Assistant Supervisor: Gunilla Borgefors 
    Opponent: Walter Kropatsch, Vienna University of Technology, Austria 
    Committee: Stina Svensson, Ray Search Labs, Stockholm; Magnus Borga, Linköping University; Robin Strand, CBA; Abdenour Hadid, Oulo University, Finland; Kjell Hultenby, Karolinska Institute, Stockholm 
    Publisher: Acta Universitatis Upsaliensis, ISBN: 978-91-554-8873-4 
    Abstract: Viruses and their morphology have been detected and studied with electron microscopy (EM) since the end of the 1930s. The technique has been vital for the discovery of new viruses and in establishing the virus taxonomy. Today, electron microscopy is an important technique in clinical diagnostics. It both serves as a routine diagnostic technique as well as an essential tool for detecting infectious agents in new and unusual disease outbreaks.

    The technique does not depend on virus specific targets and can therefore detect any virus present in the sample. New or reemerging viruses can be detected in EM images while being unrecognizable by molecular methods.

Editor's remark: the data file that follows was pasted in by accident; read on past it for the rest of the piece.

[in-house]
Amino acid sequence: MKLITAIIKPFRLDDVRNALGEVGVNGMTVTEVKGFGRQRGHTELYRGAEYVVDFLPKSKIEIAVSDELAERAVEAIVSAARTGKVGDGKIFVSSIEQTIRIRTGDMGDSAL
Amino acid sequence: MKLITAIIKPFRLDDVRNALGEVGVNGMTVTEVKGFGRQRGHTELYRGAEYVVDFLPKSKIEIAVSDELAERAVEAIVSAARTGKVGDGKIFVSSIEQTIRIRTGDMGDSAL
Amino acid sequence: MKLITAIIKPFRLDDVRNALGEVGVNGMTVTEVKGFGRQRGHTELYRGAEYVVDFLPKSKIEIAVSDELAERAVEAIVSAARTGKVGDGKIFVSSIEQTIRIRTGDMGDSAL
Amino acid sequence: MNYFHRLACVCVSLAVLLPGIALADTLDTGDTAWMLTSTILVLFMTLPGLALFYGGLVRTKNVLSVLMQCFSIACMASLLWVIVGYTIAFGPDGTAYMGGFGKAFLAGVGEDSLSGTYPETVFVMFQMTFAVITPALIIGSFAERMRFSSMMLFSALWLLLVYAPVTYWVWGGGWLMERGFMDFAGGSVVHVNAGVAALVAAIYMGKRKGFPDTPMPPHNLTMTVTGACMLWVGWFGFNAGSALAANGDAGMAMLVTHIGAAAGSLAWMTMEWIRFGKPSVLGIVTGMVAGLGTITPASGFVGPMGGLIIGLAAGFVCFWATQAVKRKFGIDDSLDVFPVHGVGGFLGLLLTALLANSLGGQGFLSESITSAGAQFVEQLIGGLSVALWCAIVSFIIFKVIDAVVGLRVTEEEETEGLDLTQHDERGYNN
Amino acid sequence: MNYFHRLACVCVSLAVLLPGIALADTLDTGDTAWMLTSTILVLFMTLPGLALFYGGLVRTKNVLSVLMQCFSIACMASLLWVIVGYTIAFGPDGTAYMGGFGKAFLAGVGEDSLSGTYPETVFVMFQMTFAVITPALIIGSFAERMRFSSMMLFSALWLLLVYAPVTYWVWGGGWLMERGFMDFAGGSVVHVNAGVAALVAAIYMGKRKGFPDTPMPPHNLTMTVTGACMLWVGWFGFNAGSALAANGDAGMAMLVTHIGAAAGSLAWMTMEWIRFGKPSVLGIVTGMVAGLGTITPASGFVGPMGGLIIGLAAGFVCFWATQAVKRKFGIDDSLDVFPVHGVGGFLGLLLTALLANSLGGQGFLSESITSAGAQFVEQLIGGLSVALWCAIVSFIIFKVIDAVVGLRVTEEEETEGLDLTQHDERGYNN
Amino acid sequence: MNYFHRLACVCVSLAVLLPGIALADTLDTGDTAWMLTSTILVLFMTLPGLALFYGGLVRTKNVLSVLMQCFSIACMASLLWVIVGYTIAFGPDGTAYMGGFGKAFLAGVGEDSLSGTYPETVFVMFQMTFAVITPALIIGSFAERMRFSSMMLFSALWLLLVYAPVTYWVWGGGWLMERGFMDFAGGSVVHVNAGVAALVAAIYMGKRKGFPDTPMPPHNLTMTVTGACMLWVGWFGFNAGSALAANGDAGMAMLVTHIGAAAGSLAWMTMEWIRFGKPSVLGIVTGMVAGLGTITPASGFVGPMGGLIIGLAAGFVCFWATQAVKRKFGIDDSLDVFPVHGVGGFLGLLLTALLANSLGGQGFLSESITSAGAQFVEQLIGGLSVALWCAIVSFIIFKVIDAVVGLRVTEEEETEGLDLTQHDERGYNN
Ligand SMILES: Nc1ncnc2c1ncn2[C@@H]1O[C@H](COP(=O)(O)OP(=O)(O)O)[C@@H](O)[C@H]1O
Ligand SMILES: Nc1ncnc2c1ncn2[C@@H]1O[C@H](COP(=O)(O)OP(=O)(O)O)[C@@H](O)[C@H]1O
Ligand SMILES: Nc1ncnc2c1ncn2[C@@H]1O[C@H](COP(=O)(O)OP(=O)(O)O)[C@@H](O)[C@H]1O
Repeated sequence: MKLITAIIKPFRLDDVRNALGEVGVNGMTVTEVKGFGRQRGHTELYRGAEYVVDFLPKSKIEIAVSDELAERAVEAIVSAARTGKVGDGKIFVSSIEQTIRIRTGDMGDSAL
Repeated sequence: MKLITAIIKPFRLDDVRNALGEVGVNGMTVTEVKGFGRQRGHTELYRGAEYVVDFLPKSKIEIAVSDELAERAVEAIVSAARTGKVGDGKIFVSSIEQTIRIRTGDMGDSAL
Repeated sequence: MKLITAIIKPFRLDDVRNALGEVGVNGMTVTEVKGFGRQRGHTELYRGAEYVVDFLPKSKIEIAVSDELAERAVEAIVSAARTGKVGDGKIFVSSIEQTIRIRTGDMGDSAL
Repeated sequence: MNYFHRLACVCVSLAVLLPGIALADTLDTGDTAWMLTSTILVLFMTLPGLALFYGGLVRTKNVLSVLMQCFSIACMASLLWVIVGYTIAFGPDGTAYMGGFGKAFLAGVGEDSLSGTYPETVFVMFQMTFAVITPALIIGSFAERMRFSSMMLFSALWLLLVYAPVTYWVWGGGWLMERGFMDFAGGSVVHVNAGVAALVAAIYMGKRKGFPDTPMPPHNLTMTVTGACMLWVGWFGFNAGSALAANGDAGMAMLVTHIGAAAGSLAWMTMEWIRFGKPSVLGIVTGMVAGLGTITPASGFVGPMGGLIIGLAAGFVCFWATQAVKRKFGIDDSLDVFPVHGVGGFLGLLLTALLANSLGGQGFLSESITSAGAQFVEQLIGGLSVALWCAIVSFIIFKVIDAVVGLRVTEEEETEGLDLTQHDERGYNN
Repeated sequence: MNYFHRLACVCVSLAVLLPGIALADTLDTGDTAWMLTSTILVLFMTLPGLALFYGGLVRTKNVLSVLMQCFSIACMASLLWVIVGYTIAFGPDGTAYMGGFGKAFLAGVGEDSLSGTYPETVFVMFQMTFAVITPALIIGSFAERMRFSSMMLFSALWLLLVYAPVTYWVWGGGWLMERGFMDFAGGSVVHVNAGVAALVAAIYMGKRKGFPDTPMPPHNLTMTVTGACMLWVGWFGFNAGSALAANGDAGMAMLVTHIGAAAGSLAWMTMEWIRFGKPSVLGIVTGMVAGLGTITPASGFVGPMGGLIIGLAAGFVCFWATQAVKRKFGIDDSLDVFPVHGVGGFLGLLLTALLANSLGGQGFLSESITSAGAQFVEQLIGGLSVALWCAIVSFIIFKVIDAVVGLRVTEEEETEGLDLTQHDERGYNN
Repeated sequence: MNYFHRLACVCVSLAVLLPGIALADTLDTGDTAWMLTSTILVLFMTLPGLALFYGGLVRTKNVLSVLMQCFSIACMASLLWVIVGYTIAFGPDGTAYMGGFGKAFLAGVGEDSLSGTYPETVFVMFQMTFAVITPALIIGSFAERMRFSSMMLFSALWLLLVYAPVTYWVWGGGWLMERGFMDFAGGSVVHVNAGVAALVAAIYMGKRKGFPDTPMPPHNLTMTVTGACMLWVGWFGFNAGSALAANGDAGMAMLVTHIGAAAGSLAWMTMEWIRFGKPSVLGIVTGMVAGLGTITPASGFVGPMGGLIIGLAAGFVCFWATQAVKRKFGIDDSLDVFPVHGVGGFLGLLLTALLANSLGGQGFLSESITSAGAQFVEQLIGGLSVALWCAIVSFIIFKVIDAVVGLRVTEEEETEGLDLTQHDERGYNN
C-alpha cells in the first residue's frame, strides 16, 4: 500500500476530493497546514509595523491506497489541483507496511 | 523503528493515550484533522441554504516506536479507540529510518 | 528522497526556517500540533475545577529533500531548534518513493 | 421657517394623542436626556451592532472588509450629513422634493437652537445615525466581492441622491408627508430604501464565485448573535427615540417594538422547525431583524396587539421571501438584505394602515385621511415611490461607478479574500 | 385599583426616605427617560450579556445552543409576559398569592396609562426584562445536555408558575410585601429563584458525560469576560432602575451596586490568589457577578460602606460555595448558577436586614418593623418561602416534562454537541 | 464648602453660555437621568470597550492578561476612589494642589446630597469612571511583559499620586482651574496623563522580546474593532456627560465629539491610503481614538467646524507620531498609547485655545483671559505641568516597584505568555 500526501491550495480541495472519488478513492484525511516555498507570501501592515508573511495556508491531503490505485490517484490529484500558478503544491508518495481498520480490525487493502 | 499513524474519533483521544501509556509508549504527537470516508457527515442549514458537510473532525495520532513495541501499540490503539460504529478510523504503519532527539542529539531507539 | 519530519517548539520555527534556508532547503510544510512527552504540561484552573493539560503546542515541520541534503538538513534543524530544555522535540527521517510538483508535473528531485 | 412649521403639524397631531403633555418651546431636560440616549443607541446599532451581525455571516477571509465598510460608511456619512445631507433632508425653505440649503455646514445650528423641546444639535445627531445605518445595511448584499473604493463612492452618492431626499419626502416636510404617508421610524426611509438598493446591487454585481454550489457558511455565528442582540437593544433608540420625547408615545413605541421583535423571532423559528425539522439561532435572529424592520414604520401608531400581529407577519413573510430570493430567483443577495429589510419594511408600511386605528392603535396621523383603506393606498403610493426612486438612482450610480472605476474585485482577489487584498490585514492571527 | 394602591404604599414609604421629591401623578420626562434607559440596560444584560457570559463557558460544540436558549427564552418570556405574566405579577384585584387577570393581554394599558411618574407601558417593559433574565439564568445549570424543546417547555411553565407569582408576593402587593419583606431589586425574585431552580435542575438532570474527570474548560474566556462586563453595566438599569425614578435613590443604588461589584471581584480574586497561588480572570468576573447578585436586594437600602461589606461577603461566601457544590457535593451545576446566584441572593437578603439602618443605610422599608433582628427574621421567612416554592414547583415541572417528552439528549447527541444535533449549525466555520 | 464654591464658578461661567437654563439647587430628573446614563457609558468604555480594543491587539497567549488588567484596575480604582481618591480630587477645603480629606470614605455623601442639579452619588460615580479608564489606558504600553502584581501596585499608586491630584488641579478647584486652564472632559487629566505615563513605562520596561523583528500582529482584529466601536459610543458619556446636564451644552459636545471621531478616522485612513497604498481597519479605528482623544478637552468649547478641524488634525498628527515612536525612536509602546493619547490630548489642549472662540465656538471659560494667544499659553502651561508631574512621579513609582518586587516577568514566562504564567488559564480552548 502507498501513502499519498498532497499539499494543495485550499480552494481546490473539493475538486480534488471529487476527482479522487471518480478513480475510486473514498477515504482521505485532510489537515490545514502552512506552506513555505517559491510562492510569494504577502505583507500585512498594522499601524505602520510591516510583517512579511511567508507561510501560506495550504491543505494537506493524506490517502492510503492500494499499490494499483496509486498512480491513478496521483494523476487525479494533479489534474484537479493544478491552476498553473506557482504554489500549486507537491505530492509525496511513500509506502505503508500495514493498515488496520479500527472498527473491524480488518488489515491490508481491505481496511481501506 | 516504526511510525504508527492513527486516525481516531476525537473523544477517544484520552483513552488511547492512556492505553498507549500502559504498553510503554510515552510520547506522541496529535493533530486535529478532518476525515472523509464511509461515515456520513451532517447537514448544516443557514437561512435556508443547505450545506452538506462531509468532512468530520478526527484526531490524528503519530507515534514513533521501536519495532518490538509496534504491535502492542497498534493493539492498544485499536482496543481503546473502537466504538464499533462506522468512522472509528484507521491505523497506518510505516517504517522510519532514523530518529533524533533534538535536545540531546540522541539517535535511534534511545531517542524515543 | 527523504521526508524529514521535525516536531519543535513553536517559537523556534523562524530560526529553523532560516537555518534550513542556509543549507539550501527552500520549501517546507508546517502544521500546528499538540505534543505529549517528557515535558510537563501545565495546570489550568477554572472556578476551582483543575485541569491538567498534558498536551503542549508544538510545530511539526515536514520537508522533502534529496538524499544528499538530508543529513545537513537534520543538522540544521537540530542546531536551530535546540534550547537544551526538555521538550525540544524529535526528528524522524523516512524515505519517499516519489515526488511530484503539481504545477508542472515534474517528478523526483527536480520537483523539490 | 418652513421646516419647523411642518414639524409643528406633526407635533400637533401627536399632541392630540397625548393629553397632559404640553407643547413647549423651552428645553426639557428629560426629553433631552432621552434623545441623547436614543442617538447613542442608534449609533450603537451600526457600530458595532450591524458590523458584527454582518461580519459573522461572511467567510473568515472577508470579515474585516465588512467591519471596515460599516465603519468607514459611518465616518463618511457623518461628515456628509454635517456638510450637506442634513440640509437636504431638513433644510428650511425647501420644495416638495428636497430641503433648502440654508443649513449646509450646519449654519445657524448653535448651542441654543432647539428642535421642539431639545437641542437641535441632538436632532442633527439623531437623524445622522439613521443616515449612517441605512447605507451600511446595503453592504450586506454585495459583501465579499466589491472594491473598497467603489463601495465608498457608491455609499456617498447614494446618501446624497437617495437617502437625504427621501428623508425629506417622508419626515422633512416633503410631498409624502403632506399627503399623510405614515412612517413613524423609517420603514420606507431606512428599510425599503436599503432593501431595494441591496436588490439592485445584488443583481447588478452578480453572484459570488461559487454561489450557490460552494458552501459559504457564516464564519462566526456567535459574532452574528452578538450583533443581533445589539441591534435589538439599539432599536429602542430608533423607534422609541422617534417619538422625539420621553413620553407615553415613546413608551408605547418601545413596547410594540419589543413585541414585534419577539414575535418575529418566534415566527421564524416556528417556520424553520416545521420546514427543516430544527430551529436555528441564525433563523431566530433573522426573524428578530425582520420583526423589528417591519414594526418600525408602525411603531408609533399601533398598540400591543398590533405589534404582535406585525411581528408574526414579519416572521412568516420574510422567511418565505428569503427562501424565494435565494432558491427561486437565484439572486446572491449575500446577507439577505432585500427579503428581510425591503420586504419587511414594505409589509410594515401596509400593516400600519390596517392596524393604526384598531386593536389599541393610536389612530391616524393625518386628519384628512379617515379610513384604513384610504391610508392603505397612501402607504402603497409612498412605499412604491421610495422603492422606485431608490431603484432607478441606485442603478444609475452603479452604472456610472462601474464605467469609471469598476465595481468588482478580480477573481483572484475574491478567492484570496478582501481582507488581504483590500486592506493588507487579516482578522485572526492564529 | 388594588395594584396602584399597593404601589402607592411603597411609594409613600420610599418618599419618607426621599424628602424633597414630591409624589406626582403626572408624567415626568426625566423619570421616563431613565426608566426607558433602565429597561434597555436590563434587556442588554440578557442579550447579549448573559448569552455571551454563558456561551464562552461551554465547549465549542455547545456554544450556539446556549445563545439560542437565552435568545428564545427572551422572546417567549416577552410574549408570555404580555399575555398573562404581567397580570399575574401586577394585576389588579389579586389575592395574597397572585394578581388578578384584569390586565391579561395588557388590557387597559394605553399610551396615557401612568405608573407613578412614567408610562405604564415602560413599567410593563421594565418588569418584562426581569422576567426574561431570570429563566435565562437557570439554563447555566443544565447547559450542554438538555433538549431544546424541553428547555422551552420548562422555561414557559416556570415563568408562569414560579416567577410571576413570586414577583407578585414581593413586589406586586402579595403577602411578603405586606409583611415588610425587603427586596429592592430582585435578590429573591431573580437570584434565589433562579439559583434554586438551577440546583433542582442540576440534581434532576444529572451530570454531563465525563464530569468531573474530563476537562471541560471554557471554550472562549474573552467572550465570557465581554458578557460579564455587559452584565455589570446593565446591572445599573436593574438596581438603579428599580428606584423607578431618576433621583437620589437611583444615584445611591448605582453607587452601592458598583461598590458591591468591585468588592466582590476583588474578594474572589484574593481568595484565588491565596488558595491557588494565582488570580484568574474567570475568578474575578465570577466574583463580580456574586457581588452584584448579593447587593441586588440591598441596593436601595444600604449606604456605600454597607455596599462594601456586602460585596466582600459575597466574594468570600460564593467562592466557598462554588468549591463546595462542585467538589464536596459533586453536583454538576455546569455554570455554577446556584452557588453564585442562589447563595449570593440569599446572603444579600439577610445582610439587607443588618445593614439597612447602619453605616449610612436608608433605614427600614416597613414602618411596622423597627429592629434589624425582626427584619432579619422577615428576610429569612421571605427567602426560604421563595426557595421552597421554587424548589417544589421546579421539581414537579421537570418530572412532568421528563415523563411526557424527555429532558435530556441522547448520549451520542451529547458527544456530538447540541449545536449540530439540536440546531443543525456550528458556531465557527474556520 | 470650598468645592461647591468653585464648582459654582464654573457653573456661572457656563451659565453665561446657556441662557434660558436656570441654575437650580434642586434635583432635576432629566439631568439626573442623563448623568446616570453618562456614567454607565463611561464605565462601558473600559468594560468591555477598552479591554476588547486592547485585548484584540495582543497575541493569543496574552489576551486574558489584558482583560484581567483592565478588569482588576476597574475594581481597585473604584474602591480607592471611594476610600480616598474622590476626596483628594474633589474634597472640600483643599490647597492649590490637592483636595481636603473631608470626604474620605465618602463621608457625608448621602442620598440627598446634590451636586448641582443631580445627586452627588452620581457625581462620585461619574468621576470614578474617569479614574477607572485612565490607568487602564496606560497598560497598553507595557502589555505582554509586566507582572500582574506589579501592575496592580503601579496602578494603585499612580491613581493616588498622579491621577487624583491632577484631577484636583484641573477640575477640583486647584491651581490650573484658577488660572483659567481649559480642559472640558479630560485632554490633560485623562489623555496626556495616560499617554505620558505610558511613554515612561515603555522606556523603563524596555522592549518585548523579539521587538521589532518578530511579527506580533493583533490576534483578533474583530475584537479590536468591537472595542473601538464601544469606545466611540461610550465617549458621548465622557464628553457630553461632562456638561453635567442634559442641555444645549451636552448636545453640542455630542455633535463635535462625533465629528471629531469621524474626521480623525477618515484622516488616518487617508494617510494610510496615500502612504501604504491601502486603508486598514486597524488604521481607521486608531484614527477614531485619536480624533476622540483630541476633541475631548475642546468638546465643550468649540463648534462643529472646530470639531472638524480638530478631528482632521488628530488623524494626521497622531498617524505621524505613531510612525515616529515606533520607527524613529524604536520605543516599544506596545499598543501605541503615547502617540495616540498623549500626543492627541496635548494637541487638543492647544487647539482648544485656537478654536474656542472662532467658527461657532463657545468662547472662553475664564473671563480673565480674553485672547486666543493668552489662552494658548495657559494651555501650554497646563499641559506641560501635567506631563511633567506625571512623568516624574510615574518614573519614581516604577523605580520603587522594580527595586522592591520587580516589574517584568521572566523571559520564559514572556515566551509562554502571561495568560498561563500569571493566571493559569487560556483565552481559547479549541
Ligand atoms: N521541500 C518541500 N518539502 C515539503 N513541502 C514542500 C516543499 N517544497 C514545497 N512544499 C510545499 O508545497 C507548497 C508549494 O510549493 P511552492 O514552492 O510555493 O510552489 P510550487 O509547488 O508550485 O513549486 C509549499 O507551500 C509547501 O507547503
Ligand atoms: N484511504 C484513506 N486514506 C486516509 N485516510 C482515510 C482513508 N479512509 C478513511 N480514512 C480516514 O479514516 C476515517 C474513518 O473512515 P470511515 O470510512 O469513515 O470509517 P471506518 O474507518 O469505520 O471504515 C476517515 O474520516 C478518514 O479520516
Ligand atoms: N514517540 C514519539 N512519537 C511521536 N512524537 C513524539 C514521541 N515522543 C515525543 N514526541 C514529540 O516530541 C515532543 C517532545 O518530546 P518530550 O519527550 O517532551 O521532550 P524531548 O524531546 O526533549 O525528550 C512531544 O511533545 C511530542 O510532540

One problem with diagnostic EM is its high dependency on experts performing the analysis. Another problematic circumstance is that the EM facilities capable of handling the most dangerous pathogens are few, and decreasing in number.

    This thesis addresses these shortcomings with diagnostic EM by proposing image analysis methods mimicking the actions of an expert operating the microscope. The methods cover strategies for automatic image acquisition, segmentation of possible virus particles, as well as methods for extracting characteristic properties from the particles enabling virus identification.

    One discriminative property of viruses is their surface morphology or texture in the EM images. Describing texture in digital images is an important part of this thesis. Viruses show up in an arbitrary orientation in the TEM images, making rotation invariant texture description important. Rotation invariance and noise robustness are evaluated for several texture descriptors in the thesis. Three new texture datasets are introduced to facilitate these evaluations. Invariant features and generalization performance in texture recognition are also addressed in a more general context.